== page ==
In my second-final year of high school the first girl I ever loved took me by the hand and led me into the arcade by the Odeon Cinema in Cairns. The arcade housed small businesses: palm readers, crystal sellers, tour companies and the kind of food joints where a baine marie doubles as a counter. She took me inside, about fifteen metres off the street, and into an emptied store-slot with the roller door up. A few artifacts from the previous business were still littered around: plastic potted plants, cabling, that sort of thing. She said "Give me your hand." I held it out to her, she turned it over and then gently let it go. I stood there with my palm facing upward. She said "Do you feel that?" I did. It was like there was a small, dense weight in the palm of my hand. "Something important happened here," she said.
A year later she was gone, having packed a bag an fled her ex-Marine father: the one with the plate in his head who had removed the door from her room, read her mail, monitored her phone calls and insisted on being called “Sir.” I was in the rainforest with five of my best friends. Something happened up there, something a good friend had shown me, and I remembered Rachel, turned my palm upwards and felt the weight of the place.
A year after that I was in rehearsal for a show with the Cairns Little Theatre. I was on stage at the Rondo. A New Yorker named Helen was directing me. She was telling about her experience in a production of Our Town when she was a girl. She told me something I’ve never, ever forgotten. The meat of it was this: when performing it’s tempting to think that power and presence come from sound and fury. It’s tempting to be loud, demonstrative, passionate. This, in fact, can have the opposite effect. Helen played the narrator character in Our Town. Part of her blocking was, toward the end, when describing the town and its people to the audience, to lift up her hand as though the entire town were right there in her palm. Her director had told her that if she stood very still while delivering that monologue, and resisted the urge to ‘act’, when the time came to raise her palm she would feel the weight of the audience right there in it. And it’s true: you do.
When I was in that one recording room on the bottom floor of Sun Studio – the place that gave a start to Elvis Presley, Johnny Cash, Roy Orbison, dozens of others and rock-and-roll itself – I didn’t need to extend a hand. I felt it pressing on my shoulders like a blanket.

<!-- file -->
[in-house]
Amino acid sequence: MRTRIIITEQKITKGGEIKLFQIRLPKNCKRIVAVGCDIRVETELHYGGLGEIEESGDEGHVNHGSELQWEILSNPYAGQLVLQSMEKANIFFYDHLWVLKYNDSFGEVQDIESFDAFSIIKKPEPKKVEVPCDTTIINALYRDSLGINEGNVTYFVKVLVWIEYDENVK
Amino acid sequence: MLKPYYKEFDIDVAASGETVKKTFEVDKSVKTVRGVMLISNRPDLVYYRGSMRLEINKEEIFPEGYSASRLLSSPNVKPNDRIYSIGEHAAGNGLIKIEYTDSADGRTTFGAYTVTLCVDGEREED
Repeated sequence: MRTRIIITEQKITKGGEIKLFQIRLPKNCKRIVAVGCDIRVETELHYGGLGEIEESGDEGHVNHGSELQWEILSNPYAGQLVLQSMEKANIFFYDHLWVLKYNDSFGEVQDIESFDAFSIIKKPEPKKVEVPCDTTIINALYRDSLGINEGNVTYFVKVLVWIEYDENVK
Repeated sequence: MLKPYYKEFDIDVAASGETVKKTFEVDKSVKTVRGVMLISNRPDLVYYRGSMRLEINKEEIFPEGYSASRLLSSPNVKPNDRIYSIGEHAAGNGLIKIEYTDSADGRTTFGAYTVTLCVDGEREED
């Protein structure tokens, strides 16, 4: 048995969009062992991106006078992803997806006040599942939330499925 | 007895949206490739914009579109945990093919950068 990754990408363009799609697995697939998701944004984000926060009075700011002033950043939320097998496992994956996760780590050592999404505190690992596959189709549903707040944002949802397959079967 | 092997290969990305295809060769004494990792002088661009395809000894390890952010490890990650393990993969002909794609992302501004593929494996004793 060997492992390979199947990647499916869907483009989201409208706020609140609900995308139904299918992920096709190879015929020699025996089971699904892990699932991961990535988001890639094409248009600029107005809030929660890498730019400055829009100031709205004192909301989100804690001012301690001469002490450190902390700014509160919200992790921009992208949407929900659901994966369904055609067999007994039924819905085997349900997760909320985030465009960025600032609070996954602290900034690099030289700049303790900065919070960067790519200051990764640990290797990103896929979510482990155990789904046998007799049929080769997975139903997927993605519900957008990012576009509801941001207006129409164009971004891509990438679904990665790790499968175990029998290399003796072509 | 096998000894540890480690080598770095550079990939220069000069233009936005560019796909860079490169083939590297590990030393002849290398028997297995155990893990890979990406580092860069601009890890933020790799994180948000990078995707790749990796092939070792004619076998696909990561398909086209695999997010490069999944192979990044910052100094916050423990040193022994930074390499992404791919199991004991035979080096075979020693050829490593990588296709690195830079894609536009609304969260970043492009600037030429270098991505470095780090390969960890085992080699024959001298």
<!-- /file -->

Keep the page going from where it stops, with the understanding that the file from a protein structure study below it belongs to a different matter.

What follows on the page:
If you want a reminder of what the place looks like, U2's famous clip for Angel of Harlem was recorded there. It's maybe... seven metres by five? A long glass window at either end: one for the control room, the other between the studio itself and the preserved office of Marion Keisker – the secretary who was the first person the deal with, and listen to, Elvis Presley. It was her passing the recording on to her boss – the recording that Presley had made as a gift for his mother – that resulted in Elvis having a career at all.
You can trace the course of the latter 20th century, the change to every single life on planet Earth, to that room. If you believe the Russian cultural commentators, music producers, fans, citizens, government representatives and journalists interviewed for the BBC Documentary How the Beatles Rocked the Kremlin, you can even trace the fall of the Soviet Union to that struggling, off-white little studio on the corner of Union and Marshall Avenue. Indeed, to a three-by-three metre square of space if you really want to nail it down. Passion, inspiration, poetry, resolve, revolution, courage, tragedy, sorrow, freedom, agency… the very shape of all those things and so much more was cast in that room for my parents’ generation and every generation thereafter.
We were taken through the place by Jason, a bearded young man with an anti-gravity haircut and an enthusiasm for the history of the place that's utterly infectious. Jason's a working musician himself, performing on various soundtracks for films you've probably heard of. My companion had looked around and asked Jason if he ever got used to it: being in that place every day. He thought about it for half a second, shook his head and said “No. Not really.”
As it turned out I visited Graceland the same day. Being in Graceland felt like having broken into an old lady’s home; one who is too medicated to know you’re there or that your friends are laughing at her stuff. Sun Studio is like being in the only temple on the planet.
And it doesn’t look that salubrious, which somehow made me love it even more.